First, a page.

Another big aspect of customer service is to listen. To prove that you are listening closely, follow through with questions and suggestions, and also the same words that the customer may have used. This will develop the conversation further, and in the case of a problem, will allow it to be brought to a successful conclusion.
But what if the customer just isn’t interested, and merely wants to vent his or her rage? It’s easier said than done, but the key thing to do is hold your nerve and don’t get flustered. Don’t raise your voice or pass the buck, especially if you are actually at fault, since it doesn’t show a great deal of professionalism. The best thing to do is smile (yes, really!) or at least attempt a smile, empathise with the customer, and talk them through all the possible solutions.
That said, if it looks like the customer is trying to pull a fast one, by no means buckle under the pressure. Show them any terms and conditions that you might have relating to the company, and above all, be prepared to say no. A good retailer will always have a complaints department or team in place to handle any issues, and with experts at the helm these problems should be sorted out quickly and efficiently.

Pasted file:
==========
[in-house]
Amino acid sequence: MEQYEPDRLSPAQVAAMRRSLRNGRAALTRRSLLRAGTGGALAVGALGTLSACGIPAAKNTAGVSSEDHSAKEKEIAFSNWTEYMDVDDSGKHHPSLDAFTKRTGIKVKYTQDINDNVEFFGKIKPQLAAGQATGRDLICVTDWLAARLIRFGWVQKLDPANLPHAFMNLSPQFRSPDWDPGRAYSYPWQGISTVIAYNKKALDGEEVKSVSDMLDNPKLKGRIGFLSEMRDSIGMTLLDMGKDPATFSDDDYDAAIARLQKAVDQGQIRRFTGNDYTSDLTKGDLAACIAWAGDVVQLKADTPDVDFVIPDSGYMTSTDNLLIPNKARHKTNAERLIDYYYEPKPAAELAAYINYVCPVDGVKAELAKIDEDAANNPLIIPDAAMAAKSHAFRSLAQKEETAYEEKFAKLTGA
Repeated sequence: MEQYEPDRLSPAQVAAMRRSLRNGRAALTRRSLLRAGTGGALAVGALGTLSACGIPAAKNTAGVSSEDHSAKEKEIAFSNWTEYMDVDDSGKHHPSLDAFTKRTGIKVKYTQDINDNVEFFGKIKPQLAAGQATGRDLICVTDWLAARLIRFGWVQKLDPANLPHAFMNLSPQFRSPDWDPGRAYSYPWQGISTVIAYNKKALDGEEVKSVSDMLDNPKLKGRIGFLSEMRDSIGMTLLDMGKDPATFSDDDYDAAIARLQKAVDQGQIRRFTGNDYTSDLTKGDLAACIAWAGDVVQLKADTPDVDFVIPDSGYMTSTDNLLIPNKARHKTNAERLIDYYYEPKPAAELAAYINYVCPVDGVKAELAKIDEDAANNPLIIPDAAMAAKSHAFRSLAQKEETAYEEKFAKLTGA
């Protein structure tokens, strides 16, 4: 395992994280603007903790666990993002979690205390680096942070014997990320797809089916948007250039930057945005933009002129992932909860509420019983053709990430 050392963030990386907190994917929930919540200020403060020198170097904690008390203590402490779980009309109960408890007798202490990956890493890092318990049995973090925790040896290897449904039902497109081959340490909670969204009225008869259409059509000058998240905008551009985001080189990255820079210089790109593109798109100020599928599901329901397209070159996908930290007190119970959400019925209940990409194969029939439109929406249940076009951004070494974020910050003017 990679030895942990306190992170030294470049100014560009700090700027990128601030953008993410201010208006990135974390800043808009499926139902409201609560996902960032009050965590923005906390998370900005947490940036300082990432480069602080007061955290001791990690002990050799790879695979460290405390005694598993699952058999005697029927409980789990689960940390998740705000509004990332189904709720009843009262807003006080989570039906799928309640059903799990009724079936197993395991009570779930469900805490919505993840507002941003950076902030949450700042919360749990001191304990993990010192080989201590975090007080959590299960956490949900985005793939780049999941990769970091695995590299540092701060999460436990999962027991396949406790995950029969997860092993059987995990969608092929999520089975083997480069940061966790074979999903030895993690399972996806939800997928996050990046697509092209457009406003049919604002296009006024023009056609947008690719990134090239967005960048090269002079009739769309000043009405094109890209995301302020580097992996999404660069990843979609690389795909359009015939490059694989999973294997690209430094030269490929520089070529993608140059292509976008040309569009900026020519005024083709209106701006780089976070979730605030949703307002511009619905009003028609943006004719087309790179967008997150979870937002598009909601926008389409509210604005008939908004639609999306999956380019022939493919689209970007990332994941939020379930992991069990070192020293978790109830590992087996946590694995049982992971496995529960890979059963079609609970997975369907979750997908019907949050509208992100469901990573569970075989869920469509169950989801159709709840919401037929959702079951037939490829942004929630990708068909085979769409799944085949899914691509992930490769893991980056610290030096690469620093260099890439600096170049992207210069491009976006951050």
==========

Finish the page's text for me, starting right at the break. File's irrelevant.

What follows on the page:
Good follow through is just as important. It’s vital to keep the customer coming back for more in order to ensure repeat business. So produce customer survey forms, which allow visitors to rate your service. That way you can find out what strengths and weaknesses you have, and in the case of the latter, do something about them.
Keep in contact with customers via email or a regular newsletter sent through the post.
Customers may seem demanding, but at the end of the day, they are only after a good quality product sold by a friendly, professional company. Get the customer hooked in the first place with strong, value-for-money products, as well as excellent customer service, and they will come back every time.